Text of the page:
Since the 1970s, Paul Armand Gette has created a singular body of work rooted in a constant obsession with landscape in relation to the idea of Nature and the positions of models in photographs. As a result, he has created scores of images which he gathers under the name Cinématographies.
Cinématographies is the latest publication released by mfc-michèle didier and is what we could call an “attempt to classify a photographic ensemble”. It represents the a collection, an archive built from observation. But what about the subject being observed? What about the “model” we mentioned earlier? Paul Armand Gette is an entomology enthusiast; it is his interest in natural science that prompted him - as an artist - to cast a scientific eye over Nature (which he studies meticulously) and what constitutes it.
Consequently, he undertook the task of photographing young girls in places whose “natural” aspect could be considered as more or less modified. Parks, seaside locations, botanical gardens, bedrooms and living rooms are all used as backdrops for his various studies.
A study of the model, a recurrence of the model.
In addition to the self-evident quality of the images brought together in Gette’s Cinématographies, what surfaces is the intimate character of the black and white and/or colour photographs which, appearing one after the other, create as many sequences as inevitable narratives. Young girls are pictured performing gestures which emphasise the “natural” aspect of the surrounding environment. They pick flowers in a park or collect shells on the beach, they name species in a botanical garden or allow their hair to be ruffled by a gentle breeze. The girls point a finger at Nature. But are they not also a part of it?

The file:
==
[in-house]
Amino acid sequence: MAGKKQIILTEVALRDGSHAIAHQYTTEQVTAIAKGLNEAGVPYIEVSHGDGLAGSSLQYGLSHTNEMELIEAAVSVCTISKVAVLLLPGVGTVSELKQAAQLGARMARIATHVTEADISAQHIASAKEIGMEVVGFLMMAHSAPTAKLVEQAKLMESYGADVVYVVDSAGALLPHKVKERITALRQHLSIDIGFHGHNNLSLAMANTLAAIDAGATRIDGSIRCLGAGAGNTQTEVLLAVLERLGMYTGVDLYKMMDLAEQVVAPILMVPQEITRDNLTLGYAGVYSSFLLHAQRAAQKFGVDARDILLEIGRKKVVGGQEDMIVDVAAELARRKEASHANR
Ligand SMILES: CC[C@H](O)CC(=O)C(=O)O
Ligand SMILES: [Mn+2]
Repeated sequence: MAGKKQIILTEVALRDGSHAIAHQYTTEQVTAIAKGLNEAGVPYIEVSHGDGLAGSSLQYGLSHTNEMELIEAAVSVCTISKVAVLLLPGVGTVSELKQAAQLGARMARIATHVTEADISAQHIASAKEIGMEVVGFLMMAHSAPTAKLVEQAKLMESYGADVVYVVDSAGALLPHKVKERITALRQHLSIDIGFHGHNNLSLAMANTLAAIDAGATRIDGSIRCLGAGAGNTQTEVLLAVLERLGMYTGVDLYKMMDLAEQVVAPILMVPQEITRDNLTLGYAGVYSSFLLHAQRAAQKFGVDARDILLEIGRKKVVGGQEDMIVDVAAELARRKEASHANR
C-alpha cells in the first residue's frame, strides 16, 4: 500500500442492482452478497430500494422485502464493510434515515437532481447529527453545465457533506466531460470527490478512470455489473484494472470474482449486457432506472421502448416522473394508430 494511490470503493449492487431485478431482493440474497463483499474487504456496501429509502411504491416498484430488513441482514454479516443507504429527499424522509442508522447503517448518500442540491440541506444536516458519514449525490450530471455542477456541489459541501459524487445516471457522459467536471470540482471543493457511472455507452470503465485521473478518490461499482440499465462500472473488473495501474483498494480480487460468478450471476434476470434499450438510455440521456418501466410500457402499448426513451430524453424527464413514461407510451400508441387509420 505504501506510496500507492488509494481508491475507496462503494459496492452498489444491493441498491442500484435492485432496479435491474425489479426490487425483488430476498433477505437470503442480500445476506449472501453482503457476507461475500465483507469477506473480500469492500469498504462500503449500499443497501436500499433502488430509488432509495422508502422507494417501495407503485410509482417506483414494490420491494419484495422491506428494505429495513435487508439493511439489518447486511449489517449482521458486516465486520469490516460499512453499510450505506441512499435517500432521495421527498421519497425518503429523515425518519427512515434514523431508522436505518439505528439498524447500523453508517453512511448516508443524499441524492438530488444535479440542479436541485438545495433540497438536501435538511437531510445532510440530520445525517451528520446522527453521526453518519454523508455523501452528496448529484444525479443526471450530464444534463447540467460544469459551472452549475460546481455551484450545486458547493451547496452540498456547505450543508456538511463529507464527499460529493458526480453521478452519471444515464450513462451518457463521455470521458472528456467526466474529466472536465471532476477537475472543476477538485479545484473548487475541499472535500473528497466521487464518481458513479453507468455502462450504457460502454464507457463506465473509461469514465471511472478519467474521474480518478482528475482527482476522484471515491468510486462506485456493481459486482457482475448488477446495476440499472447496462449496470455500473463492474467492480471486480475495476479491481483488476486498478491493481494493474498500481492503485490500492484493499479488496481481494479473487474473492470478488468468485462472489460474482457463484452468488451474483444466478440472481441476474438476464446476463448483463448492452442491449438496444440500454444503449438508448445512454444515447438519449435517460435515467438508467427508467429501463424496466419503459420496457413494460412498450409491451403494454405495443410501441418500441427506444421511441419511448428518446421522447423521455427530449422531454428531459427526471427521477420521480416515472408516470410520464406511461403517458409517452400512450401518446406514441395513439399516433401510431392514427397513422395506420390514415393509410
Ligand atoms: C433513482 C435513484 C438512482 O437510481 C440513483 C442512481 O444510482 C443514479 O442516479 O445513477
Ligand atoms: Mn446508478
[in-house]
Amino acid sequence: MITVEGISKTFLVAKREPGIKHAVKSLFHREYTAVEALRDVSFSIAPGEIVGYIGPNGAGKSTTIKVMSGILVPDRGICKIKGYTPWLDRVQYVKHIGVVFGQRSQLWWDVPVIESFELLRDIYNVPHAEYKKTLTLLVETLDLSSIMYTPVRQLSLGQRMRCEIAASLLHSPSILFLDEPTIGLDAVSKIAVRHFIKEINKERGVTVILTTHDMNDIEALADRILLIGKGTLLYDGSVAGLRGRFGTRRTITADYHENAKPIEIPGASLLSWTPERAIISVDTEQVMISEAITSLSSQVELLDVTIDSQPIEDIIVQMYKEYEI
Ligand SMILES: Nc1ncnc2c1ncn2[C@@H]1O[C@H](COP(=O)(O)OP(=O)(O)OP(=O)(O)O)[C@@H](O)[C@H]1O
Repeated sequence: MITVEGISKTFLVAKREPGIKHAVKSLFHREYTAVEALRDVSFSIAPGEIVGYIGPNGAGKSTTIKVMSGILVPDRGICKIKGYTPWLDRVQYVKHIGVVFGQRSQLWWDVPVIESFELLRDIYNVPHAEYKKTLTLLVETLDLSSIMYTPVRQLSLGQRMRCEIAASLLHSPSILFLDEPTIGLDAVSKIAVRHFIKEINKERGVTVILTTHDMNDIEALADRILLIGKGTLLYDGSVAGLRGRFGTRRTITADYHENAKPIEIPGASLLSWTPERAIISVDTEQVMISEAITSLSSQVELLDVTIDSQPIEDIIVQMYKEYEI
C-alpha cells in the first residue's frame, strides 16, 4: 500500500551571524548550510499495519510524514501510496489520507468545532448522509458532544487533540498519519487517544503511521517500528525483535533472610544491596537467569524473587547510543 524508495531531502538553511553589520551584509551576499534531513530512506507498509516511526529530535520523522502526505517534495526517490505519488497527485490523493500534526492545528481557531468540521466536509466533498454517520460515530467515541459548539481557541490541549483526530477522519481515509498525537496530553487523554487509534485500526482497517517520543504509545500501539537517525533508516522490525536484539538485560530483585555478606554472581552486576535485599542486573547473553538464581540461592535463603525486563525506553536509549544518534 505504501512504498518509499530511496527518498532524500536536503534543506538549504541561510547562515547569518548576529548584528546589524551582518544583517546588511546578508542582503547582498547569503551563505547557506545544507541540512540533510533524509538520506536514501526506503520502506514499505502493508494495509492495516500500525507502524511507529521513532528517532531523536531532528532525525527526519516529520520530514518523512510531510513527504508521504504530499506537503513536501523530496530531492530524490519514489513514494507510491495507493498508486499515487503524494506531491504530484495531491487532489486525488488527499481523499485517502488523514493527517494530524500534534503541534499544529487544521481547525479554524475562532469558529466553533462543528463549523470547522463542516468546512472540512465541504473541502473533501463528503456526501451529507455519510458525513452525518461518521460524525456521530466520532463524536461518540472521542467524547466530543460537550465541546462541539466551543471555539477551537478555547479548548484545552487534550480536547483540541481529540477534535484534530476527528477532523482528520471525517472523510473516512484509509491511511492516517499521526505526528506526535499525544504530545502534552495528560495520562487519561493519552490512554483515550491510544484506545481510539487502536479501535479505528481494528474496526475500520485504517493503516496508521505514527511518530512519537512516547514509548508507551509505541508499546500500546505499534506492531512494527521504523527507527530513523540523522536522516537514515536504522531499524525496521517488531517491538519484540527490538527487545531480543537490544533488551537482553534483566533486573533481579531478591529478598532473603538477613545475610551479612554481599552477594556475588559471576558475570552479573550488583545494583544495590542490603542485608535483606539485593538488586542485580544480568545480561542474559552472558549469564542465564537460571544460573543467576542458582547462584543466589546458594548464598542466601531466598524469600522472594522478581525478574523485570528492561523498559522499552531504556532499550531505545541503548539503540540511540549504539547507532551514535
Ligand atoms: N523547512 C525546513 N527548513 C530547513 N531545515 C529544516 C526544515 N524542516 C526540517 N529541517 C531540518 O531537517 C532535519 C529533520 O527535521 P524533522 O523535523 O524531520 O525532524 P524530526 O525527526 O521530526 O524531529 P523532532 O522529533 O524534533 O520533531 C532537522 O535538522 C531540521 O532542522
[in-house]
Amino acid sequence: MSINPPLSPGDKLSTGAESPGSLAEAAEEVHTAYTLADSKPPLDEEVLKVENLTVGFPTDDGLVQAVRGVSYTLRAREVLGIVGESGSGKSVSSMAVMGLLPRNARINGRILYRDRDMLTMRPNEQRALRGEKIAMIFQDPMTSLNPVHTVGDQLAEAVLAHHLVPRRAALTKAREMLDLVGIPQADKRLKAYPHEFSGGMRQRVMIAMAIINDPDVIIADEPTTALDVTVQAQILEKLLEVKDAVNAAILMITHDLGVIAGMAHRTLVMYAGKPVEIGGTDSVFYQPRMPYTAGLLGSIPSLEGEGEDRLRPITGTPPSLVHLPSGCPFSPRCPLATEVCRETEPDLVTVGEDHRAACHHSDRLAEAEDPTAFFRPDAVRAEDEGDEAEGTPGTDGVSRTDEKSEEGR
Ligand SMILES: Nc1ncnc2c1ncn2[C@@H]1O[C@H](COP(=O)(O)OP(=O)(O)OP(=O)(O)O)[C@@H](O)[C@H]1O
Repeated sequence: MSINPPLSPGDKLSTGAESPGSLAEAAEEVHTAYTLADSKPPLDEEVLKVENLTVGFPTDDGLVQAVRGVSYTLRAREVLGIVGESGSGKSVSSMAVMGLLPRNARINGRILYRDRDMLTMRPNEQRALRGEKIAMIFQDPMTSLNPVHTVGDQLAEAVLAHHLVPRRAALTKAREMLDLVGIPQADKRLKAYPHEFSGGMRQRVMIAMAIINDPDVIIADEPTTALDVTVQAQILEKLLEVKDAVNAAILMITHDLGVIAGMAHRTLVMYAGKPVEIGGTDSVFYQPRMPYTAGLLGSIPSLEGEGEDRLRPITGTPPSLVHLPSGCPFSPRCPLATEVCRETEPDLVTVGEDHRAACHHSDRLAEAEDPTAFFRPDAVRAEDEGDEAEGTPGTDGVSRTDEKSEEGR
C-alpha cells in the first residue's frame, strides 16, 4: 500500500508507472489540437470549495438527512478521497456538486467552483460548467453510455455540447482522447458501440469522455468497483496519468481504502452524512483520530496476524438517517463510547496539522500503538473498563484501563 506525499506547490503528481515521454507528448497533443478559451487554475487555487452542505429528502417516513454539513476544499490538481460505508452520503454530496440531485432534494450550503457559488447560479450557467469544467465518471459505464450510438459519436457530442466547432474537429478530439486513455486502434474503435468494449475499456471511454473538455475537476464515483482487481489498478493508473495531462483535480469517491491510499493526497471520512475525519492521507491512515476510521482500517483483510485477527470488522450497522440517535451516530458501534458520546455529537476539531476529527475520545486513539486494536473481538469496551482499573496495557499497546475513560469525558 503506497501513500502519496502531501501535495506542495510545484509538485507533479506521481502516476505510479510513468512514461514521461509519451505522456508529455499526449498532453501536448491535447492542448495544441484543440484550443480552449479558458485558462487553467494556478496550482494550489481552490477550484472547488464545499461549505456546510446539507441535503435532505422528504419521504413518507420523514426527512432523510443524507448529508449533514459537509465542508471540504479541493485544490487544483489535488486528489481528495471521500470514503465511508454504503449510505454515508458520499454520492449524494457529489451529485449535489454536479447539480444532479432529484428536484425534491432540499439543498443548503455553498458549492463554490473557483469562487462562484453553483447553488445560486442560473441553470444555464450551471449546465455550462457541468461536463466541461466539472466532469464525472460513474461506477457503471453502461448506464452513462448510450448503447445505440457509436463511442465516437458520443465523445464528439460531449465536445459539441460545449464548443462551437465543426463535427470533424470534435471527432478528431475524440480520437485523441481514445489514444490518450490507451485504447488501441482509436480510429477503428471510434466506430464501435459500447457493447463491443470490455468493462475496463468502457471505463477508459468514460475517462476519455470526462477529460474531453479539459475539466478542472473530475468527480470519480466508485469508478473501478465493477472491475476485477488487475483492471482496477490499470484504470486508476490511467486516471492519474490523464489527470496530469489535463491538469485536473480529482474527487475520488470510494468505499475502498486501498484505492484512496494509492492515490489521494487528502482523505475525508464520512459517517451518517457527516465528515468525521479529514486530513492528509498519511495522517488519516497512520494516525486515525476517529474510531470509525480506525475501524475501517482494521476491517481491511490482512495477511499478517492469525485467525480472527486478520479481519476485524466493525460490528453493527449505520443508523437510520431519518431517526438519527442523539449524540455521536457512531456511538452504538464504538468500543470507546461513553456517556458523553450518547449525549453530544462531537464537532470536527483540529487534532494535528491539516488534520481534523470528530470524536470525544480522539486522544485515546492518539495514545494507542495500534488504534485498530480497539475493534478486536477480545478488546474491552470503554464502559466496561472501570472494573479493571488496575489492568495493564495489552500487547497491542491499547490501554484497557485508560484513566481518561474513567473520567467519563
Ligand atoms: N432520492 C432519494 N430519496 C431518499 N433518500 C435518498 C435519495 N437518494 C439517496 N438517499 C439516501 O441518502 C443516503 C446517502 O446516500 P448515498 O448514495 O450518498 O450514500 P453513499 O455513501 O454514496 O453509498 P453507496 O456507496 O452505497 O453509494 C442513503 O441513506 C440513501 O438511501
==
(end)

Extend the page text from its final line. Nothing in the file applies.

There are some details which Paul Armand Gette has slipped into his Cinématographies that seem to confirm this idea. The way the framing closes in on the model, the mileage signs glimpsed at in his Les repères series or even the transects1 we see in the film he named after these immaterial lines. Let us not forget that scientists are always captivated by the object that they study. In opposition to someone like Lewis Carroll, Gette doesn’t take boundaries into account and the passing of time will not at all attenuate the relationships he has forged. Still today the call of the model’s gaze is answered in a most perfect harmony.
Cinématograpies constitutes a photographical account of Paul Armand Gette’s discoveries.
Nathalie, Paris 1970, Agneta, Malmö 1973, Sophie, Paris 1980 or Susannah, Berkeley 1980 are all subjects discovered by the artist over a given period of time..
Incidentally, a strict system of classification is imposed upon them. The girl’s name, the year and the place where the photo was taken are meticulously written down and paired with the images in order to form a series. All non-factual data equates to a potential risk. One must stick to the facts observed. And what are these facts other than the gestures performed by young girls in a place that they have chosen to or accepted to be in? Emphasis is placed upon their simple and fleeting actions; in a certain way they are magnified by the quantity of images shot. One is not enough. Seriality reveals. Cezanne’s multiple depictions of the Mont Saint-Victoire or Monet’s series of haystacks bear witness to this concept.